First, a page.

Crimes Against Jerusalem, The Appropriation and Abuse of Blake’s Poetry

I cannot hear the opening bars of the hymn Jerusalem by Hubert Parry without strong feelings of revulsion. The hymn is of course based on the an extract from the poem Milton by William Blake. In this context it has become a dumb symbol of patriotism and the rallying cry of the establishment. Blake was a radical, he was an early supporter of the french revolution and got in to trouble for a confrontation with a soldier who was trespassing on his property. His relationship with organized religion was not an easy one and he was a vocal critic of the hypocrisies of the church. Although he was a Christian his beliefs were far from orthodox. If Blake were to know what had become of his poem he would surely be horrified. He was certainly not a believer in the kind of dumb patriotism that repurposing of his words has been used to promote. John Higgs sums up the situation perfectly when he writes the following:

“There is now a long tradition of Blake being celebrated by authorities in ways that were, to those who understand his work fantastically inappropriate. When the Labour and Conservative parties sing ‘Jerusalem’ at their party political conferences, they are presumably unfamiliar with the context of those works the preface to the poem Milton. As they heartily bellow the lyric, moved by the stirring music, they seem unaware that they are calling for the revolutionary overthrowing of the ‘ignorant Hirelings’ of ‘the Camp, the Court & the University’. The song is sung by schoolboys in places such as Eton College who seem not to know that they are the uninspired, insipid targets of Blake’s words. Blake is trying to persuade them to to take up mental weapons, such as ‘Arrows of desire’, as well as physical ones, such as the sword that shall not ‘sleep in my hand’, until in order to burn their college down1.”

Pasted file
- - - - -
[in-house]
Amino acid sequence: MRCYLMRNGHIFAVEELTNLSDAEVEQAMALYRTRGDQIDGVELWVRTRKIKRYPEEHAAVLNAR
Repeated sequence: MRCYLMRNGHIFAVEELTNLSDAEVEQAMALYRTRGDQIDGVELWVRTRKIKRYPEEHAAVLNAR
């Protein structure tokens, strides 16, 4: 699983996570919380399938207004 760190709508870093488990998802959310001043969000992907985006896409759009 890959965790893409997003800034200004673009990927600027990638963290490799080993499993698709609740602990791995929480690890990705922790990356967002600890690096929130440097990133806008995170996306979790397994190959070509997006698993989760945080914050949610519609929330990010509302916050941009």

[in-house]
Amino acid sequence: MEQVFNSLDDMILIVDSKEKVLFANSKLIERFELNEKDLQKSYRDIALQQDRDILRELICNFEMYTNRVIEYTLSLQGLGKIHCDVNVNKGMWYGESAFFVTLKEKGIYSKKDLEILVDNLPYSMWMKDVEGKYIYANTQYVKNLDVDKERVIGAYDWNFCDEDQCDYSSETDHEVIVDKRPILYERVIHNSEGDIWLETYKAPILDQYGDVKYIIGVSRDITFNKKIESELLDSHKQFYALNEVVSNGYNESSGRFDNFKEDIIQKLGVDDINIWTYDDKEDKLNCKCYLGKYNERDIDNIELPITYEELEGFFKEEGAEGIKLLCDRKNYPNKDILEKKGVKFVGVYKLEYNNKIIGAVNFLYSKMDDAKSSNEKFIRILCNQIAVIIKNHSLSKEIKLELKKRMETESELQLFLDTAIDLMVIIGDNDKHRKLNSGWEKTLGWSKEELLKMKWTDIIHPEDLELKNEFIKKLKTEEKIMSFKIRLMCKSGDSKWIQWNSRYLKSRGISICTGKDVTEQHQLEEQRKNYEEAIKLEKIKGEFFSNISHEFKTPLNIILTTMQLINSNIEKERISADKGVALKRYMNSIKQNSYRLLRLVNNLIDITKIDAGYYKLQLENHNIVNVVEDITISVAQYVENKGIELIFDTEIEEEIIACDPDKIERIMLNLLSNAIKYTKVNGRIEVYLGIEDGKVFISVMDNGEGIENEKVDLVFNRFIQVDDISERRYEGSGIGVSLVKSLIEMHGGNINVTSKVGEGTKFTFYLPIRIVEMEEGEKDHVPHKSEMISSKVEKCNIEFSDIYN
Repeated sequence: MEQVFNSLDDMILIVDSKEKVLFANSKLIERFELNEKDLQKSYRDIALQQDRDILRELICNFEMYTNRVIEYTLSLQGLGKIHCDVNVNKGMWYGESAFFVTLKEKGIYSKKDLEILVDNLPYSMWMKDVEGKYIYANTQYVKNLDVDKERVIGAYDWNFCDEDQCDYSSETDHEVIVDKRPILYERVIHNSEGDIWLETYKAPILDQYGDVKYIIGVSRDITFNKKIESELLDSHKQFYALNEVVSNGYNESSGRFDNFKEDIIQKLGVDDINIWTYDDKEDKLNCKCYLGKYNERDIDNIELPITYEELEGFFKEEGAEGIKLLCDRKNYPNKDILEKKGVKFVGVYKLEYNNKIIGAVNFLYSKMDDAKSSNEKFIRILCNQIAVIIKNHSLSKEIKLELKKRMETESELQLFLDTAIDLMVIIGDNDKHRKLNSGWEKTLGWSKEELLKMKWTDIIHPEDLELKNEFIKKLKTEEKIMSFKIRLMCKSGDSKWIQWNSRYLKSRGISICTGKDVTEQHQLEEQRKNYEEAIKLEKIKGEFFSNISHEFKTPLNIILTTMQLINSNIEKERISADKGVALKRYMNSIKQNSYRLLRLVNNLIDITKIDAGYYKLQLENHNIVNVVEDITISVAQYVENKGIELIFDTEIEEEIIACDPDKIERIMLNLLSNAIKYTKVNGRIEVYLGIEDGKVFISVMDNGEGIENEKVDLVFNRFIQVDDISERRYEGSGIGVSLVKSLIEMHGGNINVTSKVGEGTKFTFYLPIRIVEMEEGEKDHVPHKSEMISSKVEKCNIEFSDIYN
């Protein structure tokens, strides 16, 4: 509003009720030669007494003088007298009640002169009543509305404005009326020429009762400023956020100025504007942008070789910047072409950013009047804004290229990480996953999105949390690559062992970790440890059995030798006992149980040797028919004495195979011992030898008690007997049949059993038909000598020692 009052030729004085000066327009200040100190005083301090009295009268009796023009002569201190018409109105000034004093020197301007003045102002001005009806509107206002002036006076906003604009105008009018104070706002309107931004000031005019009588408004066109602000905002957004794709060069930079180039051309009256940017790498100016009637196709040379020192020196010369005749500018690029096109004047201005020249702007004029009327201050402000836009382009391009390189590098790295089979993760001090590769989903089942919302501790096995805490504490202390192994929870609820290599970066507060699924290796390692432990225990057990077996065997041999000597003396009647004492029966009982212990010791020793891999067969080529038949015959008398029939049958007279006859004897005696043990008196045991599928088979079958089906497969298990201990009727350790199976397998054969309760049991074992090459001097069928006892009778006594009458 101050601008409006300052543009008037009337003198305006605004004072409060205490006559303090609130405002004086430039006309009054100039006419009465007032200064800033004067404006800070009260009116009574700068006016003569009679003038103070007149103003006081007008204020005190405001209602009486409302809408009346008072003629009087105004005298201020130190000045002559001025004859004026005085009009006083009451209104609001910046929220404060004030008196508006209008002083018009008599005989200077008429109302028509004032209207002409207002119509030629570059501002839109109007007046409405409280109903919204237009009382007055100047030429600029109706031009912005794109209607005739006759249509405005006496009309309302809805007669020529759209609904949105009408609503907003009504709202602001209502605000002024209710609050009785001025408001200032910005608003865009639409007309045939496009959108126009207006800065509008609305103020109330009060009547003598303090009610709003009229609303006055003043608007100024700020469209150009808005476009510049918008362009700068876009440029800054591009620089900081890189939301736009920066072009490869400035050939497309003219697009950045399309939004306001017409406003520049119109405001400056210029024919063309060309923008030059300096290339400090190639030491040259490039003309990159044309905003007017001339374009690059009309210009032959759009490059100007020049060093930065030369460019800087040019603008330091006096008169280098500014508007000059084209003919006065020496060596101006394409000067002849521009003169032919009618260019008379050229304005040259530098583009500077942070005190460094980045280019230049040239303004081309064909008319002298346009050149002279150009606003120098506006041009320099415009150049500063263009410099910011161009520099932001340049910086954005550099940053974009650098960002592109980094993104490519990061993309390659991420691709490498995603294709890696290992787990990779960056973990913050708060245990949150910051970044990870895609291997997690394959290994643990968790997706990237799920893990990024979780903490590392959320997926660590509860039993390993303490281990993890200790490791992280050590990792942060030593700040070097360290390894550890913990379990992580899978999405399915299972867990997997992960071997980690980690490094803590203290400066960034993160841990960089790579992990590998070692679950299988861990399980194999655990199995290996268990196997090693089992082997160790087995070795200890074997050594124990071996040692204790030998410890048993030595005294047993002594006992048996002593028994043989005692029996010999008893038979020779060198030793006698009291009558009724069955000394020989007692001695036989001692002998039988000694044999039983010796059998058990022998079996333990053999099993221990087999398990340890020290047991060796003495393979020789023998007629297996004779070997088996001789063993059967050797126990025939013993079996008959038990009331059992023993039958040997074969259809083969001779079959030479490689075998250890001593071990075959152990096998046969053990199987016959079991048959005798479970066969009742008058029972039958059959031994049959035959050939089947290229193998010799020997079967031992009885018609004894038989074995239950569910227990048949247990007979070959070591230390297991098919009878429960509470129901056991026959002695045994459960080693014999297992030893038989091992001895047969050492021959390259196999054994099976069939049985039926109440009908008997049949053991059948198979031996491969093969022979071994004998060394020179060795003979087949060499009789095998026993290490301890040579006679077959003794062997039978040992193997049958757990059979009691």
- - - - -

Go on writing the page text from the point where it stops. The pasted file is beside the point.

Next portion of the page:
What patriotic sentiment that is present in the poem and the rest of Blake’s work is a romantic one that appeals to nature and the inherent goodness of mankind. This is a far cry from the unholy alliance of religious and state power that the monarchy in Britain represents.

Blake in a portrait, Thomas Phillips